The Arctic Ocean will be ice-free in the summer within the next 30 years, a study says, which will result in "devastating consequences for the Arctic ecosystem," according to McGill University in Montreal. Sea ice is frozen ocean water that melts each summer, then refreezes each winter. The amount of summer sea ice in the Arctic has been steadily shrinking over the past few decades because of global warming. Since satellite records began in 1979, summer Arctic ice has lost 40% of its area and up to 70% of its volume, the Guardian said.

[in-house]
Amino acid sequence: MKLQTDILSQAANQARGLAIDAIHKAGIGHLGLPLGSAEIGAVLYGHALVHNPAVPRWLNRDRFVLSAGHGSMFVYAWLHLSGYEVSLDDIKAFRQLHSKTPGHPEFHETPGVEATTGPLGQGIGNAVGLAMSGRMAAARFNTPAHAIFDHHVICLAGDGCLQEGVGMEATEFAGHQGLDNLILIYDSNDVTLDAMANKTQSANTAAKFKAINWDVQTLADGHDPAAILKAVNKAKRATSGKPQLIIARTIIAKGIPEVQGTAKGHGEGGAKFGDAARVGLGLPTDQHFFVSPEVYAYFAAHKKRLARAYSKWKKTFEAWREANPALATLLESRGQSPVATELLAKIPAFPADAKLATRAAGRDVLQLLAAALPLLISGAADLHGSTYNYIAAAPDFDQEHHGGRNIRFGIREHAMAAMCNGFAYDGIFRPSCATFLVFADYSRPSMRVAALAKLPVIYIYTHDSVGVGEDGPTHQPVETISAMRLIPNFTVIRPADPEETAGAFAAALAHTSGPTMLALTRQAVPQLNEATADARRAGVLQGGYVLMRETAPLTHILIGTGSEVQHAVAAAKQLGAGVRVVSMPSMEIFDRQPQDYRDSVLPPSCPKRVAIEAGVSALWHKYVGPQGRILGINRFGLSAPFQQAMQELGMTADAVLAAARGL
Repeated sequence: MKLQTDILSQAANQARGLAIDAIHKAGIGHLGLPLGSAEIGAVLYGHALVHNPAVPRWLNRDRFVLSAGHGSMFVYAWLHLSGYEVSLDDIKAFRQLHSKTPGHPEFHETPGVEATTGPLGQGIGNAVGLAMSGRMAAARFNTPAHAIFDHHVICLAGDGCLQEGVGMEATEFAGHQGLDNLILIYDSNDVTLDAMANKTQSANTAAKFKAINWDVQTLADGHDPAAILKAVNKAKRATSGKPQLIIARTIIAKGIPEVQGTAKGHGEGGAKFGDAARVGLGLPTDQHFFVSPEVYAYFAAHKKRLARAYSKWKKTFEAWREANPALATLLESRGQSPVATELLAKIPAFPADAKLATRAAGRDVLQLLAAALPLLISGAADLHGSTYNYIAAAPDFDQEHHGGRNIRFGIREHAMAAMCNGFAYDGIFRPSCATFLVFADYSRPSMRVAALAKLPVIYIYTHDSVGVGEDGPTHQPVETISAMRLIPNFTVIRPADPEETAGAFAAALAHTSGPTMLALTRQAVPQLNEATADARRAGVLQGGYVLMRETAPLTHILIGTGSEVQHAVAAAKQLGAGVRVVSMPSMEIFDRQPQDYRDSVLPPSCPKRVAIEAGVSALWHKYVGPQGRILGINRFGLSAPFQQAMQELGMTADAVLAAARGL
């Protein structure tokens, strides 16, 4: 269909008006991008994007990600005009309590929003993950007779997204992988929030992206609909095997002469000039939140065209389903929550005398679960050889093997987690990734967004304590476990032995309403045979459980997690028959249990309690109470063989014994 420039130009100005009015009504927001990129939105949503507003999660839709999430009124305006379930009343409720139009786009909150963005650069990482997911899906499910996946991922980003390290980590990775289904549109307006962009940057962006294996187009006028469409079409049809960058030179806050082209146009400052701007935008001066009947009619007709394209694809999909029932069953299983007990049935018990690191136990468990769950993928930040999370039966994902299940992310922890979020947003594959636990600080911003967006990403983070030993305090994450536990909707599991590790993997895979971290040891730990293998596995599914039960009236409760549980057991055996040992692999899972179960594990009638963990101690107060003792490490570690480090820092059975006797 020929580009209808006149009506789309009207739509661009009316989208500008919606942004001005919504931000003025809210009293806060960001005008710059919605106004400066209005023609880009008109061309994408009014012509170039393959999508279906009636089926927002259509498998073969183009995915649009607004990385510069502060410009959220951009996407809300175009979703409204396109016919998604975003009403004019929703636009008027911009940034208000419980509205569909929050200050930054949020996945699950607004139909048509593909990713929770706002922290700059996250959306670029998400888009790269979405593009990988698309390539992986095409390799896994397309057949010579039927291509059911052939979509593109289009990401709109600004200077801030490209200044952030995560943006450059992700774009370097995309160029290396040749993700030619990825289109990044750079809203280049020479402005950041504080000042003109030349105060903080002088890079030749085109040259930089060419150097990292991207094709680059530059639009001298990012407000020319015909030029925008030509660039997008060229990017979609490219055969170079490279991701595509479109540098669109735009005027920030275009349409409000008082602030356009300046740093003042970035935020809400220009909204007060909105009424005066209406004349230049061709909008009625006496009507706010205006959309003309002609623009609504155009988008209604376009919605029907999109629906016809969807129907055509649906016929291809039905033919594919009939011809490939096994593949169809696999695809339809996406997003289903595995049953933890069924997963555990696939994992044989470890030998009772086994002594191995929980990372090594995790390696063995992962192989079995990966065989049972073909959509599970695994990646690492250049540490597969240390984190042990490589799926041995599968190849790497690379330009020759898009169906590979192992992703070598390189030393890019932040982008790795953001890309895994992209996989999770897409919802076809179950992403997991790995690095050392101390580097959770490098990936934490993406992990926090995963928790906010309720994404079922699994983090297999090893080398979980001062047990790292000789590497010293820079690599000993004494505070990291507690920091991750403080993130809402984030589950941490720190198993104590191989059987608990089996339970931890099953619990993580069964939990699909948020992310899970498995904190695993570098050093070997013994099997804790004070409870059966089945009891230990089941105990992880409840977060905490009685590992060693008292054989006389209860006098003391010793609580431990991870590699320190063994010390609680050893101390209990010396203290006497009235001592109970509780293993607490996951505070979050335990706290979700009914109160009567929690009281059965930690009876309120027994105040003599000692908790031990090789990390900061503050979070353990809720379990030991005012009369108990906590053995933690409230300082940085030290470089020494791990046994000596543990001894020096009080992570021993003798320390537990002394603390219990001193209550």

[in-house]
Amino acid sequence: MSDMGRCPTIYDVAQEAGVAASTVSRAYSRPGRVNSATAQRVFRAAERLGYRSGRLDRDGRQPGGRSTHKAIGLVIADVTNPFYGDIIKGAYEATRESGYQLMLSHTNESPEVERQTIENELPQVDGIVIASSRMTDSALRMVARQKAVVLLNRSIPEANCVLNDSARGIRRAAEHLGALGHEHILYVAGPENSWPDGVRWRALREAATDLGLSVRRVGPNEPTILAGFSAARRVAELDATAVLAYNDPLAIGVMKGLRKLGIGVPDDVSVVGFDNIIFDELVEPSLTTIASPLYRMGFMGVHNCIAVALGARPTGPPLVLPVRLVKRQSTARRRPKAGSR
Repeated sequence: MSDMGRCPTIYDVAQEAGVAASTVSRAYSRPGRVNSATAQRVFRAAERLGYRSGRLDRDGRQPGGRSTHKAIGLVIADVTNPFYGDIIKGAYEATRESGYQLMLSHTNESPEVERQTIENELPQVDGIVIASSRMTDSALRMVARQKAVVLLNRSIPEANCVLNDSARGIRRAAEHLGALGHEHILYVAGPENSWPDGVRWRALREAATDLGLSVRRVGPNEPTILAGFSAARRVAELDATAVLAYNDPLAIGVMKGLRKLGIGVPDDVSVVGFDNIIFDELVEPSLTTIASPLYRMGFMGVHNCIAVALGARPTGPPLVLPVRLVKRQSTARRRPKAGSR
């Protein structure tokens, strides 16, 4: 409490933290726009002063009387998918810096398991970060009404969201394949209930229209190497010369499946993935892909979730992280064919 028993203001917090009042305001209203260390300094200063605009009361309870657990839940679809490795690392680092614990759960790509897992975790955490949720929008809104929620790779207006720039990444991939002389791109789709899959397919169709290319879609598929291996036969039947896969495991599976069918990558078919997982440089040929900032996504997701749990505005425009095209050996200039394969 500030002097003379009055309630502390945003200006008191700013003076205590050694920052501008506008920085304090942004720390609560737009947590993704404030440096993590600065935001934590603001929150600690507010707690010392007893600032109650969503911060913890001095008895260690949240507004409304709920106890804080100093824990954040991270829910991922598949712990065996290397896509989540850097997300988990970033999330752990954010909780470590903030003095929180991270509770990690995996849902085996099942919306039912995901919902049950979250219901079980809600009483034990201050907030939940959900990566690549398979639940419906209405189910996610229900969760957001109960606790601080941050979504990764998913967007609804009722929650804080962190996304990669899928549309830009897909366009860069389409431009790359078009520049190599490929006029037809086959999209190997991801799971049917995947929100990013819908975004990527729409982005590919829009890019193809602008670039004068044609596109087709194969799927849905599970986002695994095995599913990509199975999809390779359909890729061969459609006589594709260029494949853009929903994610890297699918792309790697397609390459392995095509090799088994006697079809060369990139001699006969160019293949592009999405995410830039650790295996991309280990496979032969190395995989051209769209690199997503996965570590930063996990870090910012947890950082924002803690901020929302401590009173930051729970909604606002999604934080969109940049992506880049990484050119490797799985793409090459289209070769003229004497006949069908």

While the Arctic sea ice extent is decreasing during this transition to an ice-free Arctic, the year-to-year variability in extent greatly increases, making life more difficult for local populations and ice-dependent species," said study co-author Bruno Tremblay of the department of atmospheric and oceanic sciences at McGill.